Linked by Thom Holwerda on Mon 5th May 2008 21:00 UTC
OSNews, Generic OSes Ever since I started using computers, I've been baffled by the relative clumsiness of installing applications. Whether we are talking the really old days (launching the Rambo game off a tape), the '90s (running Keen or using installers in Windows 95), or the modern days (still those installers, but now also package management and self-contained applications); it's all relatively cumbersome, and they all have their downsides. I decided to put my money where my mouth is, and come up with my idealistic, utopian method of installing, running, updating, and uninstalling applications.
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some ideas for refining
by s-peter on Tue 6th May 2008 04:22 UTC
s-peter
Member since:
2006-01-29

I enjoyed reading the article very much and it seems like a good base for building a new packaging scheme. However, there are still some areas that need further work. Some assumptions of the proposed system were also not clear.

The first one is the operating system, is this meant for Windows, OS X (OS XI?), Linux, some other OS, or an entirely new system? For "legacy" systems, the biggest issue of all seems to be providing a migration path from existing software deployment methods to the new method.

The handling of shared libraries, and the necessity of separating user settings from user homes have been mentioned by others. Also, the write-up talks about a single host, but in practice, program and user directories are often shared among several hosts. It is not obvious that the system would work well in such scenarios. More detailed consideration may be needed about what is shared among which hosts and users. Depending on the OS environment, support for multiple architectures may need to be considered as well.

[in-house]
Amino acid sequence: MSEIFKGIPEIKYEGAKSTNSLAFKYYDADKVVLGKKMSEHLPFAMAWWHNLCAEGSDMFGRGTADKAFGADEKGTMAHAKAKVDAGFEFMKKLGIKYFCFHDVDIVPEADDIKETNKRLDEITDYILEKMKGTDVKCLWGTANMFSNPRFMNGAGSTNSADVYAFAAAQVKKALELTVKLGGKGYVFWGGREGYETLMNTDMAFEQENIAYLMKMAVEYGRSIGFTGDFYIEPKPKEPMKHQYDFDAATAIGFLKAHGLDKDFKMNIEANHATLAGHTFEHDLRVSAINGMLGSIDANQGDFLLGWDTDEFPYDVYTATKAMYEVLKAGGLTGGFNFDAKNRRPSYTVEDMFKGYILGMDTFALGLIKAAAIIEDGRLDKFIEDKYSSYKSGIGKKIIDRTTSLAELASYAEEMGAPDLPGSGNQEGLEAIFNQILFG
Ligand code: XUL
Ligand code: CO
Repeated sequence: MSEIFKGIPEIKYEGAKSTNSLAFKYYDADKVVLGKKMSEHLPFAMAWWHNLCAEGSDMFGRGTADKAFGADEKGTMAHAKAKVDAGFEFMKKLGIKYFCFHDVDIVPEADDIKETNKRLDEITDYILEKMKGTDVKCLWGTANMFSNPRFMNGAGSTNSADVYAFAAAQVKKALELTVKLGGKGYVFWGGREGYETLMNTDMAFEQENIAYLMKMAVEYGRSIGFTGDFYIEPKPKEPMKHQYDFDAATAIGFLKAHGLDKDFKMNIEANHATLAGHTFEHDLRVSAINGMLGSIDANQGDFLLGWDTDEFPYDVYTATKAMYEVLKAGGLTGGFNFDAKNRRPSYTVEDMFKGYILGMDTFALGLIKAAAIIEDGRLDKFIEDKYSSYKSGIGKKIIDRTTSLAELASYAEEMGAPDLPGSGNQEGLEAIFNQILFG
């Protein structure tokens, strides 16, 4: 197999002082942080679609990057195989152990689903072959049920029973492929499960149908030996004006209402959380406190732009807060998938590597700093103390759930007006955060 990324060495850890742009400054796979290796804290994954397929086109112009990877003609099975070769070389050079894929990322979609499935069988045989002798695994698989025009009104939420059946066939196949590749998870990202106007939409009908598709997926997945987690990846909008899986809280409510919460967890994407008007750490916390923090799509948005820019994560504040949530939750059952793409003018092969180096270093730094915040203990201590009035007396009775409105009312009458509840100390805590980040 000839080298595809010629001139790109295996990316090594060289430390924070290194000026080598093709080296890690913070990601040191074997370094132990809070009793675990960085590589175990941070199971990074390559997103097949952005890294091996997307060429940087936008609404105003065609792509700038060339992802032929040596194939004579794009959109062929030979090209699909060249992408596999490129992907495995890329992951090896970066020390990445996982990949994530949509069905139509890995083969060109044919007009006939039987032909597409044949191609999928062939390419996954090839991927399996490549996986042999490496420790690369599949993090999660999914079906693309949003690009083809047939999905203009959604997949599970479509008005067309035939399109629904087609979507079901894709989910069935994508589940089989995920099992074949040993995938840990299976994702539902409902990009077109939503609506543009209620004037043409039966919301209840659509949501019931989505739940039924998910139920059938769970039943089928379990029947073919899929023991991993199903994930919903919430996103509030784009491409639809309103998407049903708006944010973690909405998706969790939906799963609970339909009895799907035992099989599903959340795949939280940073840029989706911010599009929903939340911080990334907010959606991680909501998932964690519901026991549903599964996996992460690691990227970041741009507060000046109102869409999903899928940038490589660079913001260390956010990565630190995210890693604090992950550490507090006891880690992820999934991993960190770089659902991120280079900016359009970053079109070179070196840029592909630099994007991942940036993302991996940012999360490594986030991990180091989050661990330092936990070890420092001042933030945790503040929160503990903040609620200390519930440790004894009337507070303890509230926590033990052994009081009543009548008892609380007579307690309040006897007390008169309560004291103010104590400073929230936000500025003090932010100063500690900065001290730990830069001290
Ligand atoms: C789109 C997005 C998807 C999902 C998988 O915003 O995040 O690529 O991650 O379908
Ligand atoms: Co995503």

One of the biggest issues is the storing of settings. Supporting multiple versions of a program in parallel, sharing the same set of settings, is a pain in the ass for software vendors. I think that a lot of conflicts would arise from trying to run different versions of Word, Photoshop, or even GNOME2 with the same set of settings.
So if different versions have to share the same set of settings, many software will likely refuse to install without having prior versions removed first. In such case, if you have other software packages that depend on this kind of a package, you're again stuck with dependency hell.

Furthermore, as mentioned in the article, sometimes the user or administrator does not trust a new version of a program. So even when the software supports shared settings, the user may not want to allow it to modify the settings used for the "trusted" version.

One solution may be to store settings for different versions separately, but have the installer generate the new settings automatically based on those for previous version.

Finally, the proposed system also does not seem to support installing programs without system privileges, which is normally possible for most Linux / OSX software and an increasing share of Windows software.

Good luck for working on this new system, and looking forward to hearing about the progress.

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